“Well that’s not entirely true. This is where it gets a little complicated. An elemental can, and in most cases does, represent one element from each school. For the Natural and Scientific Schools then yes, they do tend to be a physical embodiment of them, but the powers derived from the Consciousness School work a little differently. For reasons we have yet to determine, the Elementals that wield Elements of Consciousness have a dual nature, meaning that while they may champion one element they also carry its counterpart. Hate carries love, confusion carries clarity, and deceit carries truth. They don’t have control over the counterpart element, it’s just sort of along for the ride. It tends to leak into prolonged use of the main power though, with varying effects of course. There’s still a lot we don’t know.”
He paused for a moment, closed the book, and put it back in his jacket pocket. From the other side of his jacket he pulled out one of the business cards he had given me before. Folding it in half first he tore it in two and gave me one of the halves. I examined the card and realised that concealed within was a tiny metallic strip which I gently teased from within the card and studied closely.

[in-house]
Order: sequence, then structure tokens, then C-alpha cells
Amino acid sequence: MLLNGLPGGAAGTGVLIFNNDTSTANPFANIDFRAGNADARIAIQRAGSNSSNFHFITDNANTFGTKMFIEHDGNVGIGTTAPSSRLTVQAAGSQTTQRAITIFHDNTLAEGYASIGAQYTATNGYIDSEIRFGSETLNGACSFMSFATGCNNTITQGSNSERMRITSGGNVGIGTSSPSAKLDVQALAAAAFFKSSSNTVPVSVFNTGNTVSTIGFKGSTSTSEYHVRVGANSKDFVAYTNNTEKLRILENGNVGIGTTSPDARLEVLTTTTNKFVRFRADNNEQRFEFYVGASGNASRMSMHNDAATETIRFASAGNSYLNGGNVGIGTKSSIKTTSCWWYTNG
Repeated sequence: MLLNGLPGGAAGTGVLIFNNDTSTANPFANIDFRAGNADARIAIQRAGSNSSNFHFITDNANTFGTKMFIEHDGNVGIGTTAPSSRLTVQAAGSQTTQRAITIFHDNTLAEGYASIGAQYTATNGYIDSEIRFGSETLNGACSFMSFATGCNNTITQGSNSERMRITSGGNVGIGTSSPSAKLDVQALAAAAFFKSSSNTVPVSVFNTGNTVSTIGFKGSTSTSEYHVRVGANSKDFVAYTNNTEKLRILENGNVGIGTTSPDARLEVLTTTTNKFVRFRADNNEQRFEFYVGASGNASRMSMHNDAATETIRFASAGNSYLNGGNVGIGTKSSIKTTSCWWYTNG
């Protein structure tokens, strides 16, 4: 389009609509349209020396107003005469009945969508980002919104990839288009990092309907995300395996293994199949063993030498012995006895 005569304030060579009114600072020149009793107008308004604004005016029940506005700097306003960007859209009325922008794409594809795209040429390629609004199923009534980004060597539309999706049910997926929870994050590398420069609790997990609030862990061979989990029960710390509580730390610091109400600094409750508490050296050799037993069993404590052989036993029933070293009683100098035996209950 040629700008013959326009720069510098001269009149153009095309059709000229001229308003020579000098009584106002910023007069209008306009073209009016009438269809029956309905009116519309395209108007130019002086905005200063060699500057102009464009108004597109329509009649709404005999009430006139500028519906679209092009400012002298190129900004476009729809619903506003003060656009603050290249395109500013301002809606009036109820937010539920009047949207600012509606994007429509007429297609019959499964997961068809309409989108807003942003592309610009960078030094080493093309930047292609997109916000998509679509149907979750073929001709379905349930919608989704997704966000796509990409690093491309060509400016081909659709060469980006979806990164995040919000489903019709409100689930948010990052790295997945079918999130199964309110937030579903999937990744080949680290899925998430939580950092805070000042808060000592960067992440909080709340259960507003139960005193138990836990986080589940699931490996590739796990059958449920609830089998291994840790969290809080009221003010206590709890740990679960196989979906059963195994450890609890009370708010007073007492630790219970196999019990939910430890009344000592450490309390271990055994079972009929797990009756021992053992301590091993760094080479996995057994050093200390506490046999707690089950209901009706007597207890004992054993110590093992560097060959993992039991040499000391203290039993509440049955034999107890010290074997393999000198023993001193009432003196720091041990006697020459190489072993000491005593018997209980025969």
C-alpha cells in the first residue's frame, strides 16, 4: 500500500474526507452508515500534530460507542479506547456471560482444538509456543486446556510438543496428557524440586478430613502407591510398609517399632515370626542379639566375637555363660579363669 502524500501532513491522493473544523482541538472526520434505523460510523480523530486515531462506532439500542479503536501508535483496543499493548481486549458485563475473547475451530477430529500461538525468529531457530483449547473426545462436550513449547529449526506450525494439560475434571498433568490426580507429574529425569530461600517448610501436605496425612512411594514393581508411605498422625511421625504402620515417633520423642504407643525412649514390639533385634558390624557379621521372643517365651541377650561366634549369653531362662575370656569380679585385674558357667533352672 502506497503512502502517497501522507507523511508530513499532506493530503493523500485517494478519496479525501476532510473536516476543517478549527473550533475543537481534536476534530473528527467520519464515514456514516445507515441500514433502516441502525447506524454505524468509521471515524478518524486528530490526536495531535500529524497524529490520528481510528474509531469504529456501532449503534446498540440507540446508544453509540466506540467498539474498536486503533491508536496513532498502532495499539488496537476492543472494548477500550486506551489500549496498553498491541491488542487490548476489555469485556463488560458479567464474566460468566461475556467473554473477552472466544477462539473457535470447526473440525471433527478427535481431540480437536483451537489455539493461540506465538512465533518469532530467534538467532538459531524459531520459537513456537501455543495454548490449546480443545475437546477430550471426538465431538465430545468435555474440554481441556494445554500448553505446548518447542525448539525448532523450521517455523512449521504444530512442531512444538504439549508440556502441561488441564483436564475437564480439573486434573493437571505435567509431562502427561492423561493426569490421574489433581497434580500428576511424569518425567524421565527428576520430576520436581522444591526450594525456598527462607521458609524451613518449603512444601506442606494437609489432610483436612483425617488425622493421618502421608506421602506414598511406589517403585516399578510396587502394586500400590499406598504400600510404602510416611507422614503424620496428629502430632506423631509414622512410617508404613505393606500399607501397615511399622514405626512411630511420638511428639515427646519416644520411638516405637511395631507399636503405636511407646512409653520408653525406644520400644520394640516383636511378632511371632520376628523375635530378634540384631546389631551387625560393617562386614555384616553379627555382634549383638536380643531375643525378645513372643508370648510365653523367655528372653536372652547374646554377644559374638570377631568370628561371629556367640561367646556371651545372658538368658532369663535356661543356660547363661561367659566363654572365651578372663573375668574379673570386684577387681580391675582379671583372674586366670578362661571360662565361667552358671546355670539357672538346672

“A tracking device,” he explained, “It alerts us whenever someone with one of our business cards bumps into an, erm, unexplained occurrence. Comes in very handy when you need to save a civil servant from an Extra-Planar Deceit Elemental and its minion.”
“Yeah, probably a lower Aggression Elemental. They make good guard dogs for their more seasoned compatriots.”
I wasn’t quite taking all of this information in, it was a bit of a stretch. Then again, I had just seen a giant muscular behemoth and a large ball of danger try and tear me limb from limb so I decided I should give him the benefit of the doubt. I wanted to question him some more, but as I began he cut me off.
“That probably enough for now. I need to go alert the clean up crew anyway. Need to get some warlocks down here to seal everything off.”
I began to laugh but his expression told me he probably wasn’t joking.
“If you have any more questions… well, you’ve got our number.” He gestured at his half of the business card, and I remembered the one he had given me much earlier. He gave me a polite wave and strolled off. I watched as he disappeared around the nearest corner and wondered why he hadn’t called me an ambulance for my bloody foot.
I hobbled over to the nearest payphone and called myself one, then collapsed onto the nearest bench. A job well done. Carly’s house was free of ghosts now. Of course she couldn’t live in it in its current condition, no doubt I’d end up taking her in. Even more likely, as she had been living at my place for the last week or so, I just wouldn’t kick her out.
I could hear the ambulance in the distance and decided that this was probably the best time to catch up on the sleep I so desperately needed. I’d need to be well rested for when I told Carly about her house.
The sirens drew closer as I closed my eyes.